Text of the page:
Ash Wednesday presents us with what one might call “echoes of our faith.” It began the Last Sunday after the Epiphany actually. In the story of our Lord’s Transfiguration, we heard a voice from heaven say, “This is my son, my beloved, with whom I am well pleased. Listen to him.” This echoes the voice heard back at our Lord’s baptism, “You are my beloved with whom I am well pleased.”

These echoes remind us of the very core of the Good News of God in Christ: that for all of us, when we are baptized into the Body of Christ, there is a voice that says, “You are my beloved. I am well pleased with you.” Jesus dedicated his life, death and resurrection to proclaiming this Good News.

There are similar echoes in the Ashes of Ash Wednesday – a reminder that we are but dust and to dust we shall return. But this is no ordinary dust. It is not the kind of dust you go out and get a can of pledge and wipe down the whole house! This dust we hear about echoes the story in Genesis when God picks up a handful of dust, breathes into it and gives life to the first person. It is an intimate moment between God and man. Our very breath comes from God – another reminder of just how beloved we are.

Then there are the palms from which the ashes come. Each year I take them out to the backyard where I have developed a ritual with my Webber grill. There is nothing to describe the intensity of the white-hot flame that comes from burning palms. One cannot do this in a soup pot or you will never use that soup pot again. It will be permanently damaged by heat and resins! A friend of mine, Tom Talley, did this in his sacristy on the counter and it fused the bottom of the pot to the Formica counter top! The flame is white-hot, vehement, powerful and awesome.

These palms carry some contradictory symbolism. On one hand, a sign of what is called Jesus’ Triumphal Entry to Jerusalem. On the other hand the palms lead directly to Good Friday and the cross. The cross is a sign of God’s love for us, as strange as that seems to those beyond the community of faith. And the intensity with which the palms burn is reminiscent of those words about God’s love for God’s people in the Song of Solomon, “Its flashes are flashes of fire, a most vehement flame. Many waters cannot quench love; neither can the floods drown it.”

So the liturgy of Ash Wednesday is filled with echoes of our faith and signs of our belovedness in the eyes of God. A God, we are told by the prophet Joel, who would come into the sanctuary and leave an offering on our behalf if we were unable to make the offering ourselves! What a God!

Yet, Ash Wednesday also means to recognize that there are lots of things that get in the way of our accepting our belovedness – lots of things that distract us from understanding ourselves as God’s beloved. There are a lot of things that get between us and God’s love.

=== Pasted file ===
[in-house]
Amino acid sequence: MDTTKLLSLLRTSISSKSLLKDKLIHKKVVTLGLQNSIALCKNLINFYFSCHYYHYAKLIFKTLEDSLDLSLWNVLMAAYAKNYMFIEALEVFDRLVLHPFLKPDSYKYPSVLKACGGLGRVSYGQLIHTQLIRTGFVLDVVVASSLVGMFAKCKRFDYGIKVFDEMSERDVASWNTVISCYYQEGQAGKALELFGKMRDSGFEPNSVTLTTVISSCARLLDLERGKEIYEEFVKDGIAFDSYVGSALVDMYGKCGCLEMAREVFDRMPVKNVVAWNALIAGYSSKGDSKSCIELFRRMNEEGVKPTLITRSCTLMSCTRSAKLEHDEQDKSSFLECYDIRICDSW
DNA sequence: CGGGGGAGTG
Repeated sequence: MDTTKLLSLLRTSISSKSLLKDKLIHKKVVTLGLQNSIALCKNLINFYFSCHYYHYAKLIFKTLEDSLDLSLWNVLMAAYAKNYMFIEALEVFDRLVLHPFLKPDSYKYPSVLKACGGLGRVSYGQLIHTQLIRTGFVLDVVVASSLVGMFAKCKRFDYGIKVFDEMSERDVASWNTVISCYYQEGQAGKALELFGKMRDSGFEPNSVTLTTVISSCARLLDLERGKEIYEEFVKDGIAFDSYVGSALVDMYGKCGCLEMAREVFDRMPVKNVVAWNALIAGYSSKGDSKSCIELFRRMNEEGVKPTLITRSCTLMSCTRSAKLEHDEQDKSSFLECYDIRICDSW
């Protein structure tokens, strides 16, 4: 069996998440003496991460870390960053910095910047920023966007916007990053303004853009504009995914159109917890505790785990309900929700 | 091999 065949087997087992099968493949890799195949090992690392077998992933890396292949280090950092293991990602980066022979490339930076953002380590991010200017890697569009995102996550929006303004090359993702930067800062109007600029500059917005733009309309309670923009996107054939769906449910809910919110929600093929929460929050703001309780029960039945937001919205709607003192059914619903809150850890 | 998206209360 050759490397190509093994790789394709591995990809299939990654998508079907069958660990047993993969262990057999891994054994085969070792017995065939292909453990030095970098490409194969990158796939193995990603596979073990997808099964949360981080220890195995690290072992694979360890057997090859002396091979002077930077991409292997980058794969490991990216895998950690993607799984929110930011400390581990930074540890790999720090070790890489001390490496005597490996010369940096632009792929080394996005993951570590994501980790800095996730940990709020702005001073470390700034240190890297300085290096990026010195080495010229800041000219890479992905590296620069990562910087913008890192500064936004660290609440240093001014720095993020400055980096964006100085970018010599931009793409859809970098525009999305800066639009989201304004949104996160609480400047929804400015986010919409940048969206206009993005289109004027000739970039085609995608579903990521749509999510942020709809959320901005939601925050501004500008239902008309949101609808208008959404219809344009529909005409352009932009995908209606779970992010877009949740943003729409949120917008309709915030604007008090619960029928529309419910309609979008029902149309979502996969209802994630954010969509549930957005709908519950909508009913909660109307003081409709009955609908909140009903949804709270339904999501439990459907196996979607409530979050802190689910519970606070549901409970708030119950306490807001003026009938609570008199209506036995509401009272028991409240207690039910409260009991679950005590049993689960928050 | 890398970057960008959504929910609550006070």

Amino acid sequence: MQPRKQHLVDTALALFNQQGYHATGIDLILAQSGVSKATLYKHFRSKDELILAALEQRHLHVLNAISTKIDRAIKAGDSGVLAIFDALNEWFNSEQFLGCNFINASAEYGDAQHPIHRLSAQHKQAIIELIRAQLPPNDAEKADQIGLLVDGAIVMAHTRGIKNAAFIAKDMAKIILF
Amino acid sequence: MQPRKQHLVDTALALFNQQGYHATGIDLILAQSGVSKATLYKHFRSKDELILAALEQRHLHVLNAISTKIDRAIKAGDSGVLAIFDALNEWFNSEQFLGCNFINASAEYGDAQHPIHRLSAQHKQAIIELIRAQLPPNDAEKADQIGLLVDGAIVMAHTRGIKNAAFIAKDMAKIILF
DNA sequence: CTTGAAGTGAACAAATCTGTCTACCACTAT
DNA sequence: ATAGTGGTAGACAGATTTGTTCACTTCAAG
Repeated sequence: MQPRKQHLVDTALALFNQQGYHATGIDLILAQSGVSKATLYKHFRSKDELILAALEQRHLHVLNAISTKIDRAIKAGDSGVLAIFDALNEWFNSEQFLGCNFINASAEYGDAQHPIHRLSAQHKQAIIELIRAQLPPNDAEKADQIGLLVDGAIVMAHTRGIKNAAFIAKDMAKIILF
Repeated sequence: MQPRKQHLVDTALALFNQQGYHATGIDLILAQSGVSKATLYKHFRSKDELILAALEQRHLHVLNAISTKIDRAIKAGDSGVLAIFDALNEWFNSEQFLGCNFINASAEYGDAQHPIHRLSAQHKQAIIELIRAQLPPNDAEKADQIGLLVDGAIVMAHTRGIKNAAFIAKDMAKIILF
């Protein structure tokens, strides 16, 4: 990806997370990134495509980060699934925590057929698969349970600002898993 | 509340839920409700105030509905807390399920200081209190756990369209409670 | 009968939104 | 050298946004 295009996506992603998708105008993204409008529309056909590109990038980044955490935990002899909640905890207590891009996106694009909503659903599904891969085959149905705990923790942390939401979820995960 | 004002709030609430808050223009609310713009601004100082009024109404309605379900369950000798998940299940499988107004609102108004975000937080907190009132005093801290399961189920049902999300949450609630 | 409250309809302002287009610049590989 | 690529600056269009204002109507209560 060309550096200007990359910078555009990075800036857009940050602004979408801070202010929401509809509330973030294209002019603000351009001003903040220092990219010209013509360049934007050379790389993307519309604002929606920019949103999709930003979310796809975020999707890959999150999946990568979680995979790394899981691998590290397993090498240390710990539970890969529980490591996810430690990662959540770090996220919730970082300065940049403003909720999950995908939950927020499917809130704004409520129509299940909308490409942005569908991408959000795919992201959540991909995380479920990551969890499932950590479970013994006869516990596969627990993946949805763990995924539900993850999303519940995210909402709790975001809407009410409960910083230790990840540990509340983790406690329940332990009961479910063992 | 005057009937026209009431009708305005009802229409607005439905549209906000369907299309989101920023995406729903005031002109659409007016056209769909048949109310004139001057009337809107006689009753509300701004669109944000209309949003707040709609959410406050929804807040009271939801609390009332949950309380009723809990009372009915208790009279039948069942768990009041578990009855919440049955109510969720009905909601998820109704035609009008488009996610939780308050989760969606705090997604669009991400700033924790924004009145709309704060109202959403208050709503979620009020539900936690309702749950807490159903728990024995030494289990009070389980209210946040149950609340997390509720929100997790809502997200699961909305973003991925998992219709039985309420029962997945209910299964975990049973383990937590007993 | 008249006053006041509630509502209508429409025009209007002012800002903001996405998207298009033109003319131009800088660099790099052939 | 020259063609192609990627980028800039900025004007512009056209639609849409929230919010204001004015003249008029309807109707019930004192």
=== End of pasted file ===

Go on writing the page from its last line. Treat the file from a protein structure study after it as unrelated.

Some of these used to be called the Seven Deadly Sins. They almost sound quaint today. As a sign of just how strange the world has become, many of them these days are touted as virtues – Greed, Lust, Gluttony, Envy, Pride, Sloth, Anger (Wrath). Pride, Lust and Greed (not to mention Anger!) lead a list of modern culture virtues, and all but dominate the presidential primary scene and even the election for a new bishop in the Diocese of Maryland.

Our Litany of Penitence covers pretty much all the territory of those behaviors that separate us from each other and from the love of God. It lists the multitude of ways we get distracted from our belovedness, and seeing that belovedness in others. Ash Wednesday, then, is a day to begin to Repent – which means to turn around. The idea is we are no longer going in the Way of the Lord, but rather in our own way or in distracted ways. We have forty days to do this turning. It does not happen overnight.

This leads us to the spiritual disciplines of Lent – tithing, self-examination, prayer, fasting, and reading and meditating upon God’s word. Jesus calls us to enter into these disciplines with a spirit and attitude of humility – again, a virtue almost lacking in the midst of our popular and political culture. We are promised, as we prayed at the outset, that God hates nothing and no one God has made, and seeks to accept our repentance and forgive us all our sins. For our God is the Lord who is “gracious and merciful, slow to anger, and abounding in steadfast love;” the same Lord “whose property is always to have mercy.”